Getty Images

Laurie Hernandez explains wink, nervous Olympic moments in book excerpt

Leave a comment

Two of Laurie Hernandez‘s most memorable moments in Rio were mouthing “I got this” before her team final balance beam routine and winking at judges before her floor exercise.

The former became the title of her book, “I Got This: To Gold and Beyond,” due out Tuesday. The latter she also details in the book’s pages.

Hernandez, the first U.S. female Olympian born in the 2000s, is the third member of the Final Five to pen a book.

Hernandez took team gold and balance beam silver in Rio, becoming the youngest individual U.S. Olympic gymnastics medalist since 1992 (Shannon Miller).

She then became the youngest winner of “Dancing with the Stars,” which she also reviews in the book.

Here’s an excerpt from “I Got This,” where Hernandez looks at her Rio Olympic experience:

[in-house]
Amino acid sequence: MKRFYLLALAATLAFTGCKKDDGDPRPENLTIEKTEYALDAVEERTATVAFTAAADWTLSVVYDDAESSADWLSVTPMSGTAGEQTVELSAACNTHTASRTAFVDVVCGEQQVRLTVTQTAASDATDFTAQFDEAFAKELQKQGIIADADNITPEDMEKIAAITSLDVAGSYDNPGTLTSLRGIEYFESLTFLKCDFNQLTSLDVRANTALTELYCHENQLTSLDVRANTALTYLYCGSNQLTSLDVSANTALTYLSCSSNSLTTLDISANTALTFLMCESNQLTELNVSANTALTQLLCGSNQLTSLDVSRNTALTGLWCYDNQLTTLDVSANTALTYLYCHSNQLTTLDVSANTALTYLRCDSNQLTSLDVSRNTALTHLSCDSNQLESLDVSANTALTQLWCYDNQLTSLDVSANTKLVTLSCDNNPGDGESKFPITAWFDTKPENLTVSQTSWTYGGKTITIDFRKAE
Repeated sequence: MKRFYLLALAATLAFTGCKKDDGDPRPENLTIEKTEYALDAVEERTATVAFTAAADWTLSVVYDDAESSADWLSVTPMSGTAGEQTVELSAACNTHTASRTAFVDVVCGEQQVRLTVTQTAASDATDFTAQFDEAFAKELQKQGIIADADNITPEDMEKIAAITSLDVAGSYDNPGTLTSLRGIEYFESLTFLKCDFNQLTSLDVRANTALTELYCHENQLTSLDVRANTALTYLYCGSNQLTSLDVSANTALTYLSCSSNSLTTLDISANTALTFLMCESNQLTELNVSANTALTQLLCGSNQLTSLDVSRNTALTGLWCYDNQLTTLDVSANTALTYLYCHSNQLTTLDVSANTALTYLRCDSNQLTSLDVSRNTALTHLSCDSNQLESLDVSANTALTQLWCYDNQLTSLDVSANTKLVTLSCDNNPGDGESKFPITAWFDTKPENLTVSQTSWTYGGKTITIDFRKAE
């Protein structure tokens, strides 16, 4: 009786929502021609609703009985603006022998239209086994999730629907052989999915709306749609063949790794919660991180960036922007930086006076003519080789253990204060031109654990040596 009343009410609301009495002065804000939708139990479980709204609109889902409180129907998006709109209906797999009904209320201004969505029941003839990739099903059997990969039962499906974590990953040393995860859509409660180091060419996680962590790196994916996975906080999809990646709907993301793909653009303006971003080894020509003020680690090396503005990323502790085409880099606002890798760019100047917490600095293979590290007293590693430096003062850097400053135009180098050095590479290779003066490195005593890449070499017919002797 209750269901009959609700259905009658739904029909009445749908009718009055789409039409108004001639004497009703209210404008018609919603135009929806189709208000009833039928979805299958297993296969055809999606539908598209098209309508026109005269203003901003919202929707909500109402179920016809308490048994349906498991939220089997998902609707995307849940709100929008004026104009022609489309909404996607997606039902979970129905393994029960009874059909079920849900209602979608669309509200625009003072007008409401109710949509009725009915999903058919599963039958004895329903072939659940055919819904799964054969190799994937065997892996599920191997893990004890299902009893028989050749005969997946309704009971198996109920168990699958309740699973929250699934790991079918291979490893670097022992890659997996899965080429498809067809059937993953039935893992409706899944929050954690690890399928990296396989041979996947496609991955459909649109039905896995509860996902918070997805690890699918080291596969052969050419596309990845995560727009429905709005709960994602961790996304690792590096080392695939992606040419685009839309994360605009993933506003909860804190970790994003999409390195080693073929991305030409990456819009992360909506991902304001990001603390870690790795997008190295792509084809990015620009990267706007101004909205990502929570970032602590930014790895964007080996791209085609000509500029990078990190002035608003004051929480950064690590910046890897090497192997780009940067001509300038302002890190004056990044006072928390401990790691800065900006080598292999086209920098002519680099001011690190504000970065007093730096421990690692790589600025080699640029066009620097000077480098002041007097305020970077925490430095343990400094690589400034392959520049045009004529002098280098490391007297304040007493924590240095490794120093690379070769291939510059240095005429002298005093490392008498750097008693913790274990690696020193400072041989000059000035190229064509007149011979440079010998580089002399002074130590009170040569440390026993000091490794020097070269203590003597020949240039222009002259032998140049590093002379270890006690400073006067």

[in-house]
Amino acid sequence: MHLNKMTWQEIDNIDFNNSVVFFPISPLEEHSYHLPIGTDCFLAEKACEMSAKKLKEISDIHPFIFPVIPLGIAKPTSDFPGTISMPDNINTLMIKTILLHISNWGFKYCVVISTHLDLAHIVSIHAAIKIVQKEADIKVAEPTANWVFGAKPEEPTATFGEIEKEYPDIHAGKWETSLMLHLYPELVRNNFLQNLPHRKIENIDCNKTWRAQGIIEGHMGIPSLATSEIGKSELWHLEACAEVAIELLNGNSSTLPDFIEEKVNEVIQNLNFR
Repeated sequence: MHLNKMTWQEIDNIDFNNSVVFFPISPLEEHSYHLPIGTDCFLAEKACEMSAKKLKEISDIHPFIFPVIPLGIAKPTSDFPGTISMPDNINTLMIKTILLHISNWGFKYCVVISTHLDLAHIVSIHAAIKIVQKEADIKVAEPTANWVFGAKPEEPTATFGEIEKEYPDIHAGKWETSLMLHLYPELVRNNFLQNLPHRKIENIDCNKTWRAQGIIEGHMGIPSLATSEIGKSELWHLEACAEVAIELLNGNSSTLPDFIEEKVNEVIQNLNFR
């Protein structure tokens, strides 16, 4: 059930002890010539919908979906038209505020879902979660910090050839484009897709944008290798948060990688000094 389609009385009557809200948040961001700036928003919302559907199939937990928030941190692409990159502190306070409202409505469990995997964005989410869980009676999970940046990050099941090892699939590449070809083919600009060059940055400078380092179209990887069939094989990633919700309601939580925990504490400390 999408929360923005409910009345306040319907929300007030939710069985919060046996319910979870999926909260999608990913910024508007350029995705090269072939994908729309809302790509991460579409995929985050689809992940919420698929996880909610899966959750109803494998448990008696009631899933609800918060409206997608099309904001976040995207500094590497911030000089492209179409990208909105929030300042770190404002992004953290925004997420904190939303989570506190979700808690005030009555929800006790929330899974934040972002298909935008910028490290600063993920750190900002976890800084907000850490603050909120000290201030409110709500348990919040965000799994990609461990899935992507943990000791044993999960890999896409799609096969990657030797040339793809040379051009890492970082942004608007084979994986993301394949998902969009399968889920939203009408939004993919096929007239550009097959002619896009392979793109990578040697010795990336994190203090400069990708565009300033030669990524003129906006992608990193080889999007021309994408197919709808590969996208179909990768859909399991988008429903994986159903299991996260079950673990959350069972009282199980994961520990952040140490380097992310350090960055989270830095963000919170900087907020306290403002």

“The amazing thing about the Olympics is that you feel so many different emotions in the span of a few days, and they are all intense. So it was nice to have at least one totally playful moment. For me that moment happened during my floor routine in the team finals, just before we won. I spontaneously winked at one of the judges and everyone there, and at home, seemed to love that. But honestly I don’t know what came over me. Right before I went on, I was so nervous I looked at the team and said, “Guys, I’m so scared. It’s the last event, what if I mess up?” Any time you are competing as a team you have those worries—I know I had certainly felt the same way at international meets. Thankfully, the girls assured me that wasn’t going to happen. They said, “No, no, no, you’re fine. Don’t worry about it. We’re a few points ahead, so just go out there and enjoy yourself.”